As an LAPD cruiser crawls down the street, a chorus of high-pitched whistles rise up in every direction. People emerge from the scores of tents that line the sidewalk—tents that are as much a fixture as palm trees in Hollywood—and join protesters and other residents in blowing their tiny silver whistles with all of the force their lungs can summon.
Within moments the police cruiser turns the corner and drives into the distance, and the flurry of chirps subside. But the police will be back again. They always come back. This is Skid Row.
The whistles were passed out Monday by a local political group as a way for some of the 1,700 homeless that live on Skid Row to alert neighbors to danger, which, for many of them right now, means the police. Here on San Pedro St., between 5th and 6th, a broken crate, hoodie, blankets, scattered flowers, candles, and a crumpled tent make up the remains of the home of a man nicknamed “Africa,” who lived on this slice of pavement underneath a tall battered tree until he was killed by police officers on Sunday afternoon, during a confrontation that was captured on video and uploaded to Facebook, where it drew millions of views. [Update: The LAPD identified the victim as Charley Saturmin Robinet.]
In one video, Africa is shown swinging at four officers outside of his tent. He’s quickly tackled to the ground, but keeps fighting. A Taser is used, and as this happens, a woman—who might be his girlfriend according to witnesses—picks up an officer’s baton, and she’s taken down by the other cops that arrive on the scene. The Taser doesn’t stop Africa, and this is where he allegedly grabbed an officer’s gun. Officers yell, “Drop the gun! Drop the gun!” before firing five rounds, killing him.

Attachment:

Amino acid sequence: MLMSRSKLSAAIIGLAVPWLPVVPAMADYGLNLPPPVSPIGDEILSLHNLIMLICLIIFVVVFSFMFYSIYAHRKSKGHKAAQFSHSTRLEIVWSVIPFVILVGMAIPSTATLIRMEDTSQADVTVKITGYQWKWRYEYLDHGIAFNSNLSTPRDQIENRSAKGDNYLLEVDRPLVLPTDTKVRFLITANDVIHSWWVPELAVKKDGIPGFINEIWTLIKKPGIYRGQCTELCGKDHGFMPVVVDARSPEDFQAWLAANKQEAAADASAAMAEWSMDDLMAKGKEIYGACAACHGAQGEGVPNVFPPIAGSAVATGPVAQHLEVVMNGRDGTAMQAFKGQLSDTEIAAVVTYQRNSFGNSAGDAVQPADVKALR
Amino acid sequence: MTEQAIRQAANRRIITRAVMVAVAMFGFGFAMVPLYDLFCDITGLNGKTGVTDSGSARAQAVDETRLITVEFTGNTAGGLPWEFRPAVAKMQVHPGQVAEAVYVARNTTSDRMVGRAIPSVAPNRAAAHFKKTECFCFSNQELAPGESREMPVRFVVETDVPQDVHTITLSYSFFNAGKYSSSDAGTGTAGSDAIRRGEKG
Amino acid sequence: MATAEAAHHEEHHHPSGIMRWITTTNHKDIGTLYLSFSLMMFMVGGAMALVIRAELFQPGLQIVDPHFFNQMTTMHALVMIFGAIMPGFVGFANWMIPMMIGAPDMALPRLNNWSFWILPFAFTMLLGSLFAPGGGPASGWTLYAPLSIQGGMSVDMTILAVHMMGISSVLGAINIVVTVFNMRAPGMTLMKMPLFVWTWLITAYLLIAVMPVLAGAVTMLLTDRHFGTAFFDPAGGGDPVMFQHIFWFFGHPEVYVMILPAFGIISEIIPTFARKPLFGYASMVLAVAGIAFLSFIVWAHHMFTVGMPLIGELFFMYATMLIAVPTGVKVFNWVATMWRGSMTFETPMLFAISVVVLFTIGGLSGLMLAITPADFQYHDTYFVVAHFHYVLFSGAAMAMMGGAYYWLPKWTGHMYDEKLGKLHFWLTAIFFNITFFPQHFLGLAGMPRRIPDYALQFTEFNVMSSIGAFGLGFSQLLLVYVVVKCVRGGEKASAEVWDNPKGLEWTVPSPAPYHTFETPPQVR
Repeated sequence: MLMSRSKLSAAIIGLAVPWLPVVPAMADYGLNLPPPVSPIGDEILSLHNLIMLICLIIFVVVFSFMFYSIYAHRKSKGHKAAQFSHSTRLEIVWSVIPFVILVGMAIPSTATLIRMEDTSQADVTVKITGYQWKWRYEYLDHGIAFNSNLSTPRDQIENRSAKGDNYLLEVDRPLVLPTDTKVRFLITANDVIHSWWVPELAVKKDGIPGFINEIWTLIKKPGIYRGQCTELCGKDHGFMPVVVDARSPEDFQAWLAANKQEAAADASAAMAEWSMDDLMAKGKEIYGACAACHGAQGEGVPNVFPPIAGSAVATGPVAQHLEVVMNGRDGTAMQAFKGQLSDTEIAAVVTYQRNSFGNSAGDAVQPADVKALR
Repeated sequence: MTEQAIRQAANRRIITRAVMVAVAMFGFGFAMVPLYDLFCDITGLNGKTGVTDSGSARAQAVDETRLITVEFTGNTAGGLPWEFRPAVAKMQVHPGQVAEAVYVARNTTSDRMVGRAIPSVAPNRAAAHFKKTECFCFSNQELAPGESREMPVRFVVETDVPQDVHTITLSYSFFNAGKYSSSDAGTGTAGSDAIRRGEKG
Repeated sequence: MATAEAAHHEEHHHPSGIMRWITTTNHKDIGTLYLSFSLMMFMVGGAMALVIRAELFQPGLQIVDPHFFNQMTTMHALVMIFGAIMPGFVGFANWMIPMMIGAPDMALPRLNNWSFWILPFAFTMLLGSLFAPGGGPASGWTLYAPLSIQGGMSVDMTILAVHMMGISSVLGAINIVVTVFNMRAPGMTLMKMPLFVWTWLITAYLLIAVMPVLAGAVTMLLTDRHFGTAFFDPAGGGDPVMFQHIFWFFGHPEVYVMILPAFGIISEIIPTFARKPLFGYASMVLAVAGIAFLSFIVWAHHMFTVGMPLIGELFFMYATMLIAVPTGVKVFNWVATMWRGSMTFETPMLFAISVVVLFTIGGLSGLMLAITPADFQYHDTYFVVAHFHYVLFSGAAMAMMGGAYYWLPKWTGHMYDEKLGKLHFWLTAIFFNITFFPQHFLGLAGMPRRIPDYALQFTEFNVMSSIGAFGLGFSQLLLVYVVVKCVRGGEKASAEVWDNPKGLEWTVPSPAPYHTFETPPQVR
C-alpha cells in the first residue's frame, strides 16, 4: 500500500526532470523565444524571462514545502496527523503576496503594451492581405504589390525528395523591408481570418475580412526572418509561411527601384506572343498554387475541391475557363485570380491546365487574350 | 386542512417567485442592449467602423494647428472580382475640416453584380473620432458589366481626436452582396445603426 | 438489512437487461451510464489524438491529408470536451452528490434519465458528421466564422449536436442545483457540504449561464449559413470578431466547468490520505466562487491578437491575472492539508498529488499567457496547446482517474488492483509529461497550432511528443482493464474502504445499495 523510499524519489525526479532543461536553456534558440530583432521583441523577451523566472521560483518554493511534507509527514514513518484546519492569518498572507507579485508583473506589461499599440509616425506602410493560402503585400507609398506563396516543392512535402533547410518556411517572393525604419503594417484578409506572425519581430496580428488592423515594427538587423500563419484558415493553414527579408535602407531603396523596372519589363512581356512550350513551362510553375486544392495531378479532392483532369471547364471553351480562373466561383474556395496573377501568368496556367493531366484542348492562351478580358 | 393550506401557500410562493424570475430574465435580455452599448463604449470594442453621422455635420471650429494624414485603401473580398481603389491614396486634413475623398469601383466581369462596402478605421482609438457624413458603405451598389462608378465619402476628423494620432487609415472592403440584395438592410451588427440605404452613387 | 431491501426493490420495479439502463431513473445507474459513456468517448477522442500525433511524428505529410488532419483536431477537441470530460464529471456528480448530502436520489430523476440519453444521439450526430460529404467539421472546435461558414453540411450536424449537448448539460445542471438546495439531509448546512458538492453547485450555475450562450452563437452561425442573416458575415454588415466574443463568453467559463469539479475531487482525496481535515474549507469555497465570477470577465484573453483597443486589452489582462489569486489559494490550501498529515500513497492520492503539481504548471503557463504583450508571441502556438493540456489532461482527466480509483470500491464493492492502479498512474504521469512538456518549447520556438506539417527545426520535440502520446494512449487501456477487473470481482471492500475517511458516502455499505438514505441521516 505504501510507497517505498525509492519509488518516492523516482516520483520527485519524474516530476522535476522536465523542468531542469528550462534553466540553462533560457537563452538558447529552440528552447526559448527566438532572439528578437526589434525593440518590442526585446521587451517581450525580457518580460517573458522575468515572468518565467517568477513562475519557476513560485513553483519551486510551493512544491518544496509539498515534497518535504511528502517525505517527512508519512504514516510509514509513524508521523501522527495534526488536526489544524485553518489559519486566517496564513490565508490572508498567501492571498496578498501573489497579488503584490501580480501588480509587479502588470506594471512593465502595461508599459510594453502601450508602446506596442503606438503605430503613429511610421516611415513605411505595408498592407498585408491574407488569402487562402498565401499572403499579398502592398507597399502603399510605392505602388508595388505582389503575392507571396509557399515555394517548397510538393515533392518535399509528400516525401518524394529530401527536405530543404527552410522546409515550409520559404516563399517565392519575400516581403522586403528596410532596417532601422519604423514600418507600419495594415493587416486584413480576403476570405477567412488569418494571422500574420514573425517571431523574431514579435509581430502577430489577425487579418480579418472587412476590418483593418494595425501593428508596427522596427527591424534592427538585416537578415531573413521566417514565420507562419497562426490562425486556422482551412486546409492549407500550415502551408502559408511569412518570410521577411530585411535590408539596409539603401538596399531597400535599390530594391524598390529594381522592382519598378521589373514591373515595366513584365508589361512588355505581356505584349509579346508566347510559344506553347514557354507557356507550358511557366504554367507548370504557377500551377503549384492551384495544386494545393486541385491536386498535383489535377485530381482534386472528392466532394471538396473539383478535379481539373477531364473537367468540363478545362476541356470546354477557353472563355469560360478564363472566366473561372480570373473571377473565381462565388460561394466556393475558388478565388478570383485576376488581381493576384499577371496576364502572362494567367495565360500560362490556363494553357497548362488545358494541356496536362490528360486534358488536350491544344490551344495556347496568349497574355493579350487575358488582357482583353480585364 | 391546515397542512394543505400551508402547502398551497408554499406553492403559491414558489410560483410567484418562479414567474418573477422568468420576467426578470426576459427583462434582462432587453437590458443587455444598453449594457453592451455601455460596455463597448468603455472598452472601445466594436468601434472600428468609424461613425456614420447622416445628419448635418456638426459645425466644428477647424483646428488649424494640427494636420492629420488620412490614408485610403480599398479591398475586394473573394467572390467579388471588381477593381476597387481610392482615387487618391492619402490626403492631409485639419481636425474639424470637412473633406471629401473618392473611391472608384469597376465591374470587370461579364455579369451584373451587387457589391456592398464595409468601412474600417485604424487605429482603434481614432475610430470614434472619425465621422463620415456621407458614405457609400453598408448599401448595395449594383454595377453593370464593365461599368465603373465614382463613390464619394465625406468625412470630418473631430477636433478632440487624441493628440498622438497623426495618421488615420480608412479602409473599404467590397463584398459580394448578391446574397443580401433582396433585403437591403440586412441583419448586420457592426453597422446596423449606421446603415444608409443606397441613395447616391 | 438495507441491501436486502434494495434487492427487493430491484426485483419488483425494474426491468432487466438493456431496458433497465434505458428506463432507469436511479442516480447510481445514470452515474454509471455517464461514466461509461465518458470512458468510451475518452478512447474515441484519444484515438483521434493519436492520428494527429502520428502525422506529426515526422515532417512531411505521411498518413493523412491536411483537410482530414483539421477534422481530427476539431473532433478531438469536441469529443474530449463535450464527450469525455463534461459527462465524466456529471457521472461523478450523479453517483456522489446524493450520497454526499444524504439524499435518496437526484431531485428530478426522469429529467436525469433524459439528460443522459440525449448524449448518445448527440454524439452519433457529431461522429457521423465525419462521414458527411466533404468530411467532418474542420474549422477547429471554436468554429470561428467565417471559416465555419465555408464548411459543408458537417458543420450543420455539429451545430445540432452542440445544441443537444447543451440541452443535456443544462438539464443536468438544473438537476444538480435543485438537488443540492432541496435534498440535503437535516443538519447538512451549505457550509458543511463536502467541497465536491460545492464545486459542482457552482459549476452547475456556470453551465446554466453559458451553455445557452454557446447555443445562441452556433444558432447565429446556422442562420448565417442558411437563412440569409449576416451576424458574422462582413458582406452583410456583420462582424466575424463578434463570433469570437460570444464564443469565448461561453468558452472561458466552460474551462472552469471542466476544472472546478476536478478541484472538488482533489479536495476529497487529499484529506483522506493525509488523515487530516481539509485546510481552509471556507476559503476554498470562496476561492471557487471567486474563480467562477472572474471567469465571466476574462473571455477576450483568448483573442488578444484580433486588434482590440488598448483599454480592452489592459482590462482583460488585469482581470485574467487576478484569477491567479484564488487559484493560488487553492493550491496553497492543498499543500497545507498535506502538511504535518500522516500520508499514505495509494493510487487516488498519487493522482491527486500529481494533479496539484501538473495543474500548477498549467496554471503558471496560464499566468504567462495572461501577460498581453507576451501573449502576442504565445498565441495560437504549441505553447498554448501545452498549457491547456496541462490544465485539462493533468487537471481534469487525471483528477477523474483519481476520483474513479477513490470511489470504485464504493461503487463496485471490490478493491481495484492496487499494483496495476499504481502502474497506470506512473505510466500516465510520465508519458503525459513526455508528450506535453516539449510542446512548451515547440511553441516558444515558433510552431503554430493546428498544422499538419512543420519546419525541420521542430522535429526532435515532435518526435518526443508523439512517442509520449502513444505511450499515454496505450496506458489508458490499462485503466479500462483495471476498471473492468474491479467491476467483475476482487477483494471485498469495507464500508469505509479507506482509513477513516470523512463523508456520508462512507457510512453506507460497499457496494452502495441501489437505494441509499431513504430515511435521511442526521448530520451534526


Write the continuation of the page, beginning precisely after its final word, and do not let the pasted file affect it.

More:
“It appears to me that the officers acted compassionately up until the time that force was required,” LAPD Chief Charlie Beck said during a press conference on Monday. He showed pictures of the gun along with a dislodged magazine that he says is evidence of a struggle for the weapon.
But many of Skid Row’s residents, who came out to visit the makeshift memorial Monday evening, still find it hard to swallow that Africa would try to take a weapon—even despite reports that say he just finished a decade-long stay in a mental facility—or that four officers couldn’t control him after using the Taser.
“Why did this happen? It’s a mystery to me. I didn’t know [his life] was going to end like this—he didn’t know it was going to end like this,” says Ota Omoruyi, a Skid Row resident from Nigeria. He’s known Africa for about six months, and calls him “Cameroon,” Africa’s home country. He wrote this nickname on a piece of cardboard that’s now the centerpiece of the memorial that stands where his friend once lived.
“I’ve never known him to be violent, I’ve never known him to be confrontational,” he says. “I’ve known him to be intellectual, and to talk with purpose. I cannot say what went on in his mind when the police came. But I know he was depressed for about a week, thinking about sending money home, to his people, and about getting out of homelessness.”
“He wouldn’t fight you. He would walk away. He’s not the type of guy who would die by police shooting. I don’t understand that.”
Omoruyi, and others I spoke with, said that Africa had fought with his girlfriend earlier and only wanted to be left alone in his tent when police arrived. Police ripped the tent open and tased him when he didn’t comply with orders—and things got out of control. “They pulled him out of his tent! He was fighting the police, don’t get me wrong, but he must have been disoriented after being tased.” Omoruyi was only half a block away when he heard the shots.
“We used to talk about philosophy. He listened. He advised you. He wasn’t aggressive, he didn’t always have to believe that he was right,” Omoruyi says. “He wouldn’t fight you. He would walk away. He’s not the type of guy who would die by police shooting. I don’t understand that.”